To make the tea,  loose black tea leaves are mixed with cold water and brought to a boil. A tiny amount of bicarbonate soda is added (to enhance both the taste and color) , then the hot mixture has salt and butter added to it and is churned and churned and churned ( the churn looks a lot like an old fashion butter churn) until its a consistently creamy brown shade . Of course the oil of the butter has a tendency to rise to the top, so with each refill the kettle is gently shaken up to redistribute the butter.

These days we use an electrical mixer rather then a churn and my mother, with an eye on the family's cholesterol in-take sometimes mixes in milk so that she can cut back on amount of  butter we are drinking. However on the day  of the blessing we went all butter !

Desi or the butter rice can be made sweet or savory. The base ingredients are rice, saffron and butter.  Then you can either add chopped green chilli or to make it sweet, raisins, nuts and a little sugar. We went savory. Personally I am not such a fan of sweet desi so I was happy with that choice.

The saffron, butter and chilli are added once the rice is cooked and just mixed in. As you can see we went  ahead and added them to the cooked rice in the rice cooker. That has the additional benefit of keeping the desi warm.

Here is the  suja and desi being served out for the monk who officiated the blessing. My mother even managed to find a fancy tray to serve him on. Of course the best part of the ceremony is when we get our share of suja and desi.

 Its not strictly food related, but I really thought the altar that was set up in the living room with offerings of water, flowers and fruits was rather beautiful. Perhaps you can guess the business venture that the blessing ceremony was conducted for?

Sunday, November 4, 2012

Boarding School Food

Like many other middle class Bhutanese urban kids, I spent a good chunk of my childhood in a boarding school in India.  Complaining about the food was a huge part of the boarding school experience (another day I will write about how my time there greatly shaped my fondness for instant noodles). In retrospect there are now meals and meal time experiences ( including eating out in the "Buzz"- short for bazaar ) that I am very nostalgic about.  So I was delighted to see the Rocky and Mayur, hosts of " Highway on my Plate" ( a show that combines road trips in India with culinary video journals) on NDTV, were at my old school to sample the delights both on campus and off.  What I liked most about the video of the trip is that while I barely recognize the dining room or food at the school, the restaurant they review was an old favorite. Nice to see some things don't change!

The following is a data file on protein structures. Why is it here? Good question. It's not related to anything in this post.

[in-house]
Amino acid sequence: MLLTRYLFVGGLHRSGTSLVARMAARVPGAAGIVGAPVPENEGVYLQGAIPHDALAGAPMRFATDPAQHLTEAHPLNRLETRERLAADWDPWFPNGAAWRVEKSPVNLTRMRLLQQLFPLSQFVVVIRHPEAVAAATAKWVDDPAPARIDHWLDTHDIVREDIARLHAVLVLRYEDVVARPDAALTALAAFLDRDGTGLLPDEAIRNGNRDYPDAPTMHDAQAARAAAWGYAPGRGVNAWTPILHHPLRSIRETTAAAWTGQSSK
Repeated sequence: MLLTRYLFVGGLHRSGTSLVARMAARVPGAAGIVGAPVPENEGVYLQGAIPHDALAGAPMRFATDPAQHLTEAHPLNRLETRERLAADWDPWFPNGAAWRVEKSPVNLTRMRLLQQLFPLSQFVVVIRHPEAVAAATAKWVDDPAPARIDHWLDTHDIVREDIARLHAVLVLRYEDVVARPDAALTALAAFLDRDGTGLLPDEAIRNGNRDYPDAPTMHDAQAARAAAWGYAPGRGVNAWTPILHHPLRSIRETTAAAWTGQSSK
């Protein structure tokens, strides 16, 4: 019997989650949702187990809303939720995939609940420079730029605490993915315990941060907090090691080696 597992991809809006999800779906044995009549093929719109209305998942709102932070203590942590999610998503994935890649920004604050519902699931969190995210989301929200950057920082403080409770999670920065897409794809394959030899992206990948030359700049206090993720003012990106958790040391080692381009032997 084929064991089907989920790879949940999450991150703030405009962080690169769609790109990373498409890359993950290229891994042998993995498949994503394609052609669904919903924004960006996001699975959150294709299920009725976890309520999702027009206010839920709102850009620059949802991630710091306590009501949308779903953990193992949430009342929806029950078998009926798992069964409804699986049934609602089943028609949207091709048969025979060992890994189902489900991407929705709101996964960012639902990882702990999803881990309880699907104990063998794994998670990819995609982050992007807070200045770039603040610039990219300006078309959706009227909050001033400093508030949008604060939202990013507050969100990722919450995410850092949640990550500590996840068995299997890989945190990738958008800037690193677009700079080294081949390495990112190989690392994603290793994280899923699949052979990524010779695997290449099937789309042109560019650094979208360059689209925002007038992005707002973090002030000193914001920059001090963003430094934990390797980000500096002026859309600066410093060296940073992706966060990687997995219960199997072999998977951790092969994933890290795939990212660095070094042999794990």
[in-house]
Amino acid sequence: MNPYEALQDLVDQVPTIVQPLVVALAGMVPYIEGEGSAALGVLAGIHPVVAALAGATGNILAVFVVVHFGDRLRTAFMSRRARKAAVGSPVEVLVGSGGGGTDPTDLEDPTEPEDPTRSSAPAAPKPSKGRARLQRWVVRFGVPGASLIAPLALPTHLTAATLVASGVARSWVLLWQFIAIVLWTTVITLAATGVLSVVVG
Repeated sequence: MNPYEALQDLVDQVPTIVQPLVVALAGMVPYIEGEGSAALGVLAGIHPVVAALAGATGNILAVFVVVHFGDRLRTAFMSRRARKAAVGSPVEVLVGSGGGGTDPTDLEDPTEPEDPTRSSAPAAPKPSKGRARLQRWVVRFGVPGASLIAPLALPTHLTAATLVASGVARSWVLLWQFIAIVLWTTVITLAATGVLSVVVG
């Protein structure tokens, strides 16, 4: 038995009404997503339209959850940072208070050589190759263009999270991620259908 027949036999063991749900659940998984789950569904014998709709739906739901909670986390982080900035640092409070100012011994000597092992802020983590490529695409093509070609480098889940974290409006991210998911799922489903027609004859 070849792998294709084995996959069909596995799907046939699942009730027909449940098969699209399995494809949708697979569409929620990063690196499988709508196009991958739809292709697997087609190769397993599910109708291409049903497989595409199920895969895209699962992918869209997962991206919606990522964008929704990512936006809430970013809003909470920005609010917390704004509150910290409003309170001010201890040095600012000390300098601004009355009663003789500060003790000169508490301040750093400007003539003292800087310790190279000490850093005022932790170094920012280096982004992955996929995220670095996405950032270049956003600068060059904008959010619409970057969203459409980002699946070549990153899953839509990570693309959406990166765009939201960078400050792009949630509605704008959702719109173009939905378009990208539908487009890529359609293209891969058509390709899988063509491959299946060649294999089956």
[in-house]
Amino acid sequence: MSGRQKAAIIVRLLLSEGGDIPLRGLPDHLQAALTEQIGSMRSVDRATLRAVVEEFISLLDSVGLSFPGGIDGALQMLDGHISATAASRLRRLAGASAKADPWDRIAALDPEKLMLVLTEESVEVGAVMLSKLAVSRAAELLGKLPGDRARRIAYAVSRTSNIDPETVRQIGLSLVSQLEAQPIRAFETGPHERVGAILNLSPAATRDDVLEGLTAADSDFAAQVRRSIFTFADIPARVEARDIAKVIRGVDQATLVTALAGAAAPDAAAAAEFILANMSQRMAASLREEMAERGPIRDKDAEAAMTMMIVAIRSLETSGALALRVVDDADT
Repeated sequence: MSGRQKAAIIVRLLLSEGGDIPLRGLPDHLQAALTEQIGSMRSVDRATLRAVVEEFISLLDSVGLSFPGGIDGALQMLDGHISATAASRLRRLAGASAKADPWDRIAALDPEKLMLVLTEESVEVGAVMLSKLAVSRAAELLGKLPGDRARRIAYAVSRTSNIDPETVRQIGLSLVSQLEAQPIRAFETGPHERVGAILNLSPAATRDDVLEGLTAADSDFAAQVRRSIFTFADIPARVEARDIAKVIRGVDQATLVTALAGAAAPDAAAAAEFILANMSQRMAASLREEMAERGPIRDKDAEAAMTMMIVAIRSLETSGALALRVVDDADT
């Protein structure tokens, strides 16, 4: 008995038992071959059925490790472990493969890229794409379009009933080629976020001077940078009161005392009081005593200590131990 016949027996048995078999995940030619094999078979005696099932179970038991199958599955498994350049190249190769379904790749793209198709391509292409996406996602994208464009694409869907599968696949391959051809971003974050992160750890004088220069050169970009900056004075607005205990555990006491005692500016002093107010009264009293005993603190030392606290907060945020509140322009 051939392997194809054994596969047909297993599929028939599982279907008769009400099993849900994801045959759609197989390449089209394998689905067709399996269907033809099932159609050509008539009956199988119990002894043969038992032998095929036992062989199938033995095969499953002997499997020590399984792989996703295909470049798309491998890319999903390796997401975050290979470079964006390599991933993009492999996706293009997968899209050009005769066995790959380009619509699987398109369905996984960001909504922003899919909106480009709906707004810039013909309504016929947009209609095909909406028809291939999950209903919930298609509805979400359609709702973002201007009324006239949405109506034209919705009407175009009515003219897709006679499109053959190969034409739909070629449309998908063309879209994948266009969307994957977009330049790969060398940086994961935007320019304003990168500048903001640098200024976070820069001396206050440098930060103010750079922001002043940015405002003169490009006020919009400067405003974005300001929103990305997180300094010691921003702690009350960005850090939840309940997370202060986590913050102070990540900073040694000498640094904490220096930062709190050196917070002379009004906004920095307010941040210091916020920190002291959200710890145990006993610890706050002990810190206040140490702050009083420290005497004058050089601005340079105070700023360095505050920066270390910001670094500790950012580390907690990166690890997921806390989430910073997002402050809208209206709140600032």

Friday, November 2, 2012

On the road

 Last week I traveled with family from Thimphu, the capital to Bumthang , home district of my mother's family. Its a eight to ten hour car trip over winding mountain roads that rise and fall as we cross various mountain passes. ( No tunnels! My mother is fond of saying that Bhutanese go around mountains rather than through them). When I was younger these trips would make me violently car sick and I would spend much of the trip miserable and vomit-y. Even the thought of eating would make me ill. However in the last decade I have been remarkable un-carsick. I am not sure why ( theories are welcome). So apart from the dependably spectacular views I have also been able to enjoy all the culinary delights of a long road trip.
One of the greatest pleasures of travelling in the autumn, when the corn is ready to be harvested,  are pop-up corn roasters. Often on a part  of the road that seems in the middle of nowhere ( no village or house in sight) someone will  make a little fire and sell freshly roasted corn. Nothing is done to the corn beyond pulling off the husk and holding the cob over the burning embers of a fire . We often comment how a little lime and salt run along the cooked cob would make it even more delicious, maybe next year we will remember to carry some.
My parents almost always carry a picnic basket of tea/coffee supplies  to help break up the long journey. They will choose a random spot, usually somewhere scenic and sunny and then stop to make coffee and share a snack. This time they choose a lovely little stupa on a hill in the middle of the road and we climbed up to enjoy a little break.

In their more gung-ho days, they packed a picnic lunch too but more recently we have a standard road-side restaurant that we stop at in a tiny town called Dungdung Nessa. It might not look like much but in fact this restaurant is a very popular stop and often we have run into people we know (on the way back for example, it was  a cousin headed to Zhemgang for  workshop)